The bigger problem for the Cubs is that when tickets go unused, they lose parking and concessions revenues. And it seems that the answer to this problem in the short term is turn Wrigley into a more affordable beer garden in the hopes of getting the college kids back in the park.
The writer is looking at the drop in attendence of big market teams since that is where it's most alarming for the MLB. Secondary teams for close to 20 years now have not been able to dry flies but MLB's overall attendence performance has been masked by big clubs making up for it. As the article points out, big clubs are starting to struggle with their attendence as well. There is a number of reasons why this is happened which I have stated repeatly: bad weather, bad economy, high ticket and vendor prices, fatigue from the steriod era, MLB struggling with name recognition with their players (many of the marquee players of the past 10+ years are either old or retired), tough competition from other sports etc.

What I am pointing out is that Chuck's hypothesis of this is a Cubs problem (or really a Ricketts problem) only is GROSSLY inaccurate. Yes, the Cubs are having problems at the ticket booth right now. No question! But guess what, so is everyone else with the exception of perhaps SF and Philly. And if you look at it from a macro position, the Cubs are in better position overall then many of their competitors.
Why are the Cubs in a better position? Better than the Dodgers and Mets, that's a given. But what about other teams?

The Rickettses seem to be under-capitalized. It will be interesting to see what they do when the big contracts start coming off the books. They still have the structural problems with the stadium. They still want to build the Triangle Building. They still have the massive debt to repay. Will they have the means to acquire top players or will the Cubs become the next Pittsburgh Pirates?
The Ricketts have been very consistent in that the ballpark comes first. I see them lowering the budget over the next few years by about $20-30 million unless something drastic like AP decides to be a Cub and is willing to take only a 4-5 year deal. Then once the stadium work is done you will see them put more resources into the roster.

And just think Frank$, if Chuck's guy (Cuban) fantasy became a reality, the Cubs would have been in a MUCH worse shape! Why? Because Cuban's bid was 100 percent financed! That is why Cuban's bid was seen as a joke when he tried to buy the Cubs, Rangers and now Astros. I know Chuck doesn't like to hear reality but it's the truth.

As for MLB as a whole, they have some real issues coming up and they better get a CBA that makes sense (IE some sort of salary cap) before they turn fully into the NBA where retraction is not only wanted but absolutely necessary. Or as I stated about the Bulls before the playoffs started: "They better win it all this year because there might not be a NBA Finals next year".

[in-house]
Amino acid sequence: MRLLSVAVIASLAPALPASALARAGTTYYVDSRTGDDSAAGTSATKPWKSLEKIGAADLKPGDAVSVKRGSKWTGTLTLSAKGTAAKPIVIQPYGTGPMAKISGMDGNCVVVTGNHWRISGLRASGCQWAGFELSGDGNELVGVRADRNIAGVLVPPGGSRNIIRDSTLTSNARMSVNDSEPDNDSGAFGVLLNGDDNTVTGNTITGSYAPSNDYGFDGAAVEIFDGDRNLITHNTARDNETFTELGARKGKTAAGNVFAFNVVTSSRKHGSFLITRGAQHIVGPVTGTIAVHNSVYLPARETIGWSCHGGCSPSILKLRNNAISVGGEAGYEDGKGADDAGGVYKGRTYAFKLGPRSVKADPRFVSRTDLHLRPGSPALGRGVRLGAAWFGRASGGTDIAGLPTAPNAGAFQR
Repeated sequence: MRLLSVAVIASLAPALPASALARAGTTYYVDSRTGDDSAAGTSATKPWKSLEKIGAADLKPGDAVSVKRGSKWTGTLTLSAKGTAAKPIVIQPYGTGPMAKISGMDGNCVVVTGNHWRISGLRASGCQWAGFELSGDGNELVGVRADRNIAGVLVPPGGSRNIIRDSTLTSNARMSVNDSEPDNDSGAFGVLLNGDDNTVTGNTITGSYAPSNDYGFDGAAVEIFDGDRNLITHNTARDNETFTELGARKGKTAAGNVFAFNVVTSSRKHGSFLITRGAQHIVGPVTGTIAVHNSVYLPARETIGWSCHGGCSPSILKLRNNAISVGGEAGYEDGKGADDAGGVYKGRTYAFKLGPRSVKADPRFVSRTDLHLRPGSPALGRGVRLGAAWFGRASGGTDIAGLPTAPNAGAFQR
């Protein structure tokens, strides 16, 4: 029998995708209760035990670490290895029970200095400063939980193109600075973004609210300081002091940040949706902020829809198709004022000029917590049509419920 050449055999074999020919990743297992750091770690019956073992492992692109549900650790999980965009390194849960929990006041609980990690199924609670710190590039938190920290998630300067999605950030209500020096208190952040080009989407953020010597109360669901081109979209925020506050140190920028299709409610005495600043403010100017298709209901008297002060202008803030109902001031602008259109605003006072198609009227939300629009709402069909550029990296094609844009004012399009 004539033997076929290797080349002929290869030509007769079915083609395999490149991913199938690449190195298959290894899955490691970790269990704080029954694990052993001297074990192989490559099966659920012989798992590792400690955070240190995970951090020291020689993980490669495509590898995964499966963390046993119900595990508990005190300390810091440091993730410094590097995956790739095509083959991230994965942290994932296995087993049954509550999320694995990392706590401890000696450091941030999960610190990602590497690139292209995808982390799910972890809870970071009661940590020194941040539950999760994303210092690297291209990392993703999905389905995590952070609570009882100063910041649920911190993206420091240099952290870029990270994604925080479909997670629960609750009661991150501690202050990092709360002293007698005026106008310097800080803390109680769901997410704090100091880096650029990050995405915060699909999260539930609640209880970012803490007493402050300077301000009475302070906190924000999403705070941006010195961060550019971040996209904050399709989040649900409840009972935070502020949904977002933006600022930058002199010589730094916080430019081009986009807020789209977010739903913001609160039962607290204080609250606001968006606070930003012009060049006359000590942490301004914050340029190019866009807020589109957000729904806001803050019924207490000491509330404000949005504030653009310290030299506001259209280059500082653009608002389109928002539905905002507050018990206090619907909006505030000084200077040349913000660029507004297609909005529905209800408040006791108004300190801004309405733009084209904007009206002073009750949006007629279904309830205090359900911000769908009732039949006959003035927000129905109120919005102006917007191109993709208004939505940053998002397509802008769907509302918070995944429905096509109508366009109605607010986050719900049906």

And of course, we should also note that Chuck's example of the LA Dodgers is a case onto itself because really what sank them is the divorce. Last time I check, I don't see Tom Ricketts making his wife the team's CEO. It's apples ond oranges when you compared the Cubs and Dodgers or really, Chuck once again living in denial the Ricketts got the team over Cuban.
I dunno if Cuban would have been better. And while his bid may have been 100% financed, he seems to have more personal wealth to pay off those debts if the need arose. While the Mavs haven't won an NBA title during his stewardship, they have been consistently competitive. Again this year they are in the Conference Finals.

I look at a record of success like that and I wonder why it can't be the Cubs. Do the Rickettses have a plan in place that will take the Cubs there? I'm uncertain.

First, they kept the wildly inconsistent Jim Hendry in position. Their bid took two years to complete. That didn't give them enough time to evaluate Hendry? I understand some people think that Hendry has done a great job and somehow he gets a pass for the signing of Soriano. Part of his job is convincing his bosses to make smart decisions. He had an obligation to make sure the Cubs didn't overpay for Fonsie and he didn't do that.

Second, they have not been particularly adept at political machinations or public relations. The Toyota sign. The public play for state assistance in the structural repairs for Wrigley while the Rickettses would invest their money into the Triangle Building. The Noodle. The various statues and the move of the Harry Caray statue. The raising of ticket prices in a bad economy.

These things aren't fatal to the ball club or to the Ricketts' ownership. These are merely surface gloss or rust. But one has to wonder that if the surface appears flawed that the foundation may be bad as well. Time will tell.

Unfortunately, the sands of time are running out for a lot of Cub fans. It is difficult to feel patience when our own mortality is staring at our faces.
your curse is worse!
"It is difficult to feel patience when our own mortality is staring at our faces."

Oh God, another "I just want to see the Cubs win a World Series before I die" fan. Geez, get over it.
I want to see the Cubs at least win the Naperville American Legion Softball title

Why don't you get over yourself? I imagine there are millions of Cub fans who have on their bucket lists that they wish to see the Cubs win the World Series. Will our lives be incomplete if that doesn't happen? No. I was merely trying to explain my perspective on the team.
" I imagine there are millions of Cub fans who have on their bucket lists that they wish to see the Cubs win the World Series."

Then they need to get lives...and softball is fat guys and girls. :)
I resemble that statement...
We suck and it is all my fault. i need to find a way to survive again. Big trades on the horizon.